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Cancer Causes & Control

, Volume 23, Issue 3, pp 431–444 | Cite as

Non-steroidal anti-inflammatory drugs and cancer incidence by sex in the VITamins And Lifestyle (VITAL) cohort

  • Theodore M. BraskyEmail author
  • John D. Potter
  • Alan R. Kristal
  • Ruth E. Patterson
  • Ulrike Peters
  • Maryam M. Asgari
  • Mark D. Thornquist
  • Emily White
Original paper

Abstract

Purpose

Use of non-steroidal anti-inflammatory drugs (NSAIDs) may reduce the incidence of several cancers. A recent meta-analysis of randomized trials of aspirin reported a reduction in cancer mortality; however, few studies have investigated whether aspirin or other NSAIDs reduce overall cancer risk.

Methods

64,847 residents of western Washington State, aged 50–76, completed a baseline questionnaire in 2000–2002 and reported on their use of individual NSAIDs over the past 10 years. Behavior was categorized as non-use, low (<4 days/week or <4 years), and high (≥4 days/week and ≥4 years). Over 7 years of follow-up, 5,946 incident invasive cancer cases were identified. Multivariable proportional hazards models were used to estimate hazard ratios (HR) and 95% confidence intervals (CI).

Results

Relative to non-use, high 10-year use of regular-strength NSAIDs was inversely associated with total cancer risk in men (HR 0.88, 95% CI: 0.79–0.97) and not associated with risk in women (HR 1.10, 95% CI: 0.96–1.25; p interaction <0.01). Use of regular-strength NSAIDs was strongly and inversely associated with colorectal cancer risk in men and women, but differentially associated with sex-specific risk of shared cancer sites other than colorectal cancer (men: HR 0.83, 95% CI: 0.71–0.97; women: HR 1.18, 95% CI: 0.97–1.44; p interaction < 0.01).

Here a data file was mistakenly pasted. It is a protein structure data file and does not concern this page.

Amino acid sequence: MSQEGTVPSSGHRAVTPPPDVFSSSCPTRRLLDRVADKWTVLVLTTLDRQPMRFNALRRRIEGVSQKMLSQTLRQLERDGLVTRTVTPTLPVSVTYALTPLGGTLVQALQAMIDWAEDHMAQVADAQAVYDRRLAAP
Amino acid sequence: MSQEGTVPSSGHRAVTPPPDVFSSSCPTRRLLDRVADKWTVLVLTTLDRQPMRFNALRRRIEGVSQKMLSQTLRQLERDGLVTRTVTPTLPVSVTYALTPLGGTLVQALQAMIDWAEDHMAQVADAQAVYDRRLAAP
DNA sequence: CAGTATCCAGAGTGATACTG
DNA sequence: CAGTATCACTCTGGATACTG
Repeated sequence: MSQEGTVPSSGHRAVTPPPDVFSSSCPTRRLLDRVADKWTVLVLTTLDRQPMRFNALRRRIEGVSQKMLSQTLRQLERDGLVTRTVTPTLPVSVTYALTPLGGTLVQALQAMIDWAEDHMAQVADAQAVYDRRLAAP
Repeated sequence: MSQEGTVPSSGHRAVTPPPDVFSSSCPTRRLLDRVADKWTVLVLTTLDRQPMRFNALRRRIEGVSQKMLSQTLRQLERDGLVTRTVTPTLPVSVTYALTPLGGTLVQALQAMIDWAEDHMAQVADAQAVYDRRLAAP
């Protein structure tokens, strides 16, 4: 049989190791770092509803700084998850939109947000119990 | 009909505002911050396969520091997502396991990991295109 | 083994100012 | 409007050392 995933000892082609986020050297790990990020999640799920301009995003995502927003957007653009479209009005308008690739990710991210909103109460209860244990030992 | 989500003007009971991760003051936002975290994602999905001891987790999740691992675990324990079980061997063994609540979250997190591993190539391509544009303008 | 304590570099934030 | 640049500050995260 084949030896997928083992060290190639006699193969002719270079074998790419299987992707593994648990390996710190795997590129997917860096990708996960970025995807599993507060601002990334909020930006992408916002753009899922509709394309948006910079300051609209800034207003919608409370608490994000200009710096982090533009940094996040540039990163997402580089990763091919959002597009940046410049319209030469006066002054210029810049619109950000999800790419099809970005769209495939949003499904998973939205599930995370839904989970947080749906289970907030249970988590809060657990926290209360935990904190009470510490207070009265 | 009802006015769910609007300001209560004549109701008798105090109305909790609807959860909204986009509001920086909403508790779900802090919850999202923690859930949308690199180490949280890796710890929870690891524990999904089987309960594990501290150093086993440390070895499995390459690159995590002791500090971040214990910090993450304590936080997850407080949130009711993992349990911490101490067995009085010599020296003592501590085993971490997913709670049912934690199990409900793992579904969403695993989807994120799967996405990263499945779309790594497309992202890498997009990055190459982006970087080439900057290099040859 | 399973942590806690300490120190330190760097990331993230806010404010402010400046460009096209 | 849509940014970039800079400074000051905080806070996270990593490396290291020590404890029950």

Conclusions

Long-term use of NSAIDs was associated with a reduced risk of total cancer among men and colorectal cancer among both sexes. Our findings do not support NSAID use for overall cancer prevention among women. Additional high-quality studies with long-term follow-up for cancer among women are needed before a public health recommendation can be made.

Keywords

Aspirin Ibuprofen Non-steroidal anti-inflammatory drugs Total cancer 

Notes

Acknowledgments

This work is supported by National Institutes of Health and National Cancer Institute grants R25-CA094880 and K05-CA154337.

Supplementary material

10552_2011_9891_MOESM1_ESM.docx (49 kb)
Supplementary material 1 (DOCX 49 kb)

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Copyright information

© Springer Science+Business Media B.V. 2011

Authors and Affiliations

  • Theodore M. Brasky
    • 1
    • 2
    Email author
  • John D. Potter
    • 1
    • 2
  • Alan R. Kristal
    • 1
    • 2
  • Ruth E. Patterson
    • 3
  • Ulrike Peters
    • 1
    • 2
  • Maryam M. Asgari
    • 4
  • Mark D. Thornquist
    • 1
    • 2
  • Emily White
    • 1
    • 2
  1. 1.The Fred Hutchinson Cancer Research Center, Cancer Prevention UnitSeattleUSA
  2. 2.Department of EpidemiologyUniversity of WashingtonSeattleUSA
  3. 3.Department of Family and Preventive MedicineUniversity of California—San DiegoSan DiegoUSA
  4. 4.Kaiser Permanente Division of ResearchOaklandUSA

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